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Couple advocates volunteer vacations at Costa Rican resort

Mark Nelson first built a hotel, then a private school; now he and his wife encourage their resort guests to volunteer with students
by: contributed photo Mark Nelson, shown distributing Christmas toys in Tambor, Costa Rica, got involved in the education system there after building the Tambor Tropical hotel. The son of a school teacher, he’s a strong believer in preschool education.

Mark Nelson says he's never thought of himself as a 'real craftsman.' But he always liked to build things, including a tree house when he was a 13-year-old growing up in the Milwaukie area.

'It's a more conceptual thing - I'm kind of a fumbler with my hands,' says the 1965 Milwaukie High School graduate, now a lobbyist who has his business in Salem.

Still, 'for whatever reason, I've always wanted to build something in another country,' Nelson, 64, says.

So he did. In the late 1980s, Nelson bought about 8 acres of beach property in the Costa Rican town of Tambor, on the southern tip of the Nicoya Peninsula. In 1993-94 - about the time he reconnected with his high school sweetheart, Pamela Jones - Nelson built Tambor Tropical, a resort of 12 beachfront suites. A staff runs the resort so Nelson can continue to live and work in Salem while visiting Costa Rica 10 or 11 times a year.

Then Nelson turned his attention to another of his passions: education. He and Jones, who married nearly eight years ago, built Tambor Bay School, a private, nonprofit institution founded by Nelson and a group of Tambor parents. Now in its second year, the bilingual school has about 34 students in pre-kindergarten through sixth grade.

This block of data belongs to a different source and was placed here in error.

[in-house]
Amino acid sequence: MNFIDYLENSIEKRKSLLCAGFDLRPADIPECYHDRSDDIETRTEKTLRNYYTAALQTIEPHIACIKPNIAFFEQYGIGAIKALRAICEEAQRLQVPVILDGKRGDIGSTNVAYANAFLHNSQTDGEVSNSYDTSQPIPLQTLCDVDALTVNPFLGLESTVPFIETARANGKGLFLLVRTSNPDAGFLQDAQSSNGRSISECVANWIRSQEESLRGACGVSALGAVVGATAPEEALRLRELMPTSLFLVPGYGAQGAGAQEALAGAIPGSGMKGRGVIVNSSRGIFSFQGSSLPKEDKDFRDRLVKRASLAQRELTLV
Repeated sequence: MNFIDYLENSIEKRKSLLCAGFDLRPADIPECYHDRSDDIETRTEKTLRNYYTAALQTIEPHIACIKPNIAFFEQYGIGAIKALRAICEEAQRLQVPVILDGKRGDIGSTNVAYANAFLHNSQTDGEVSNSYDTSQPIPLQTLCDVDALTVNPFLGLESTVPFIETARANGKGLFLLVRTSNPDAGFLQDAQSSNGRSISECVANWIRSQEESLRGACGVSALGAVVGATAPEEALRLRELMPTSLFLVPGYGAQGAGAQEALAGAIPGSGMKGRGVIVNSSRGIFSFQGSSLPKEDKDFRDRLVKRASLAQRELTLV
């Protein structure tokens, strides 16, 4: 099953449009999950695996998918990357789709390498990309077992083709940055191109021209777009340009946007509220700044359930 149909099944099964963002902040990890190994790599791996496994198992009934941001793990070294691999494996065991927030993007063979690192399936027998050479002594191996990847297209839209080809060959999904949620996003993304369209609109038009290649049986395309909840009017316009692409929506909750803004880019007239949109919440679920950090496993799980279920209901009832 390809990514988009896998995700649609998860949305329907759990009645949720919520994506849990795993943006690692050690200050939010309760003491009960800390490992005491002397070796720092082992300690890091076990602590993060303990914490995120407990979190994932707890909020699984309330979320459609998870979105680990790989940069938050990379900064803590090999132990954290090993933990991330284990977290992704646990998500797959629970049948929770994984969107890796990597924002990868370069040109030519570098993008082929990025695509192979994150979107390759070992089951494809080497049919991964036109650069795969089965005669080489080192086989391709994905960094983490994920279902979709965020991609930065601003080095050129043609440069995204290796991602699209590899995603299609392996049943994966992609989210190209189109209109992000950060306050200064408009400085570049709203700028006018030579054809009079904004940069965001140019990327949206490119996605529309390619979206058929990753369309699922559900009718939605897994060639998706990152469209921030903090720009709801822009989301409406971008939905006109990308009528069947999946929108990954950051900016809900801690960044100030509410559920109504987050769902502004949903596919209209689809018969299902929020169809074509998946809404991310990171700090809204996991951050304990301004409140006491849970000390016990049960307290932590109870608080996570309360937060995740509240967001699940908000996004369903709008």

Nelson and Jones encourage guests at their resort to volunteer at the school, which is a 10-minute drive from the resort.

'We encourage them to spend at least one morning at the school,' says Jones, also 64, who owns an executive search company in Vancouver, Wash., and travels to Costa Rica a couple of times a year.

'Guests can do a cooking demonstration, a geography lesson, talk about their job,' Jones says. 'If they're retired, they can talk about all the different jobs they've had. They can do a simple science experiment for the children.'

Resort guests also can donate paper, pencils, scissors and other supplies for the school. Some sponsor a student through scholarships to attend the school. Monthly tuition costs $100 to $150, Nelson says.

'It's hugely successful; people love it,' he says of the resort's volunteer efforts at Tambor Bay School.

Nelson himself has volunteered at the school. 'I just read; it's the only thing I'm good at,' he jokes.

Building a school wasn't among his original plans in Costa Rica. 'It was a result of being there and watching what was happening and feeling it's got to be better than this,' he says, noting that education in Costa Rica is not compulsory beyond sixth grade and many children drop out after that.

Nelson also has a deep lifelong interest in education. His mother was a teacher, as was Jones' mother, and one of his clients as a lobbyist is Head Start, the federal pre-kindergarten program for low-income families.

'I am such a believer in pre-K,' Nelson says. He recalls that Norma Paulus, Oregon's superintendent of public instruction in the 1990s, once remarked that, given a choice between pre-kindergarten or your senior year of high school, she'd choose pre-K. 'I am of the same persuasion,' Nelson says.

He wants Tambor Bay School to expand. 'We've got to get more kids there,' he says. 'As it grows, we'd like to add classes and grade levels seven, eight and nine.'

Nelson and Jones also own mango, teak and guava farms in Costa Rica. 'I've got a great manager,' Nelson says. 'He's just super. He manages both the resorts and the farms.'

Nelson thinks he will always maintain his Oregon connection, 'but I can see at some point moving down there a couple of months a year.'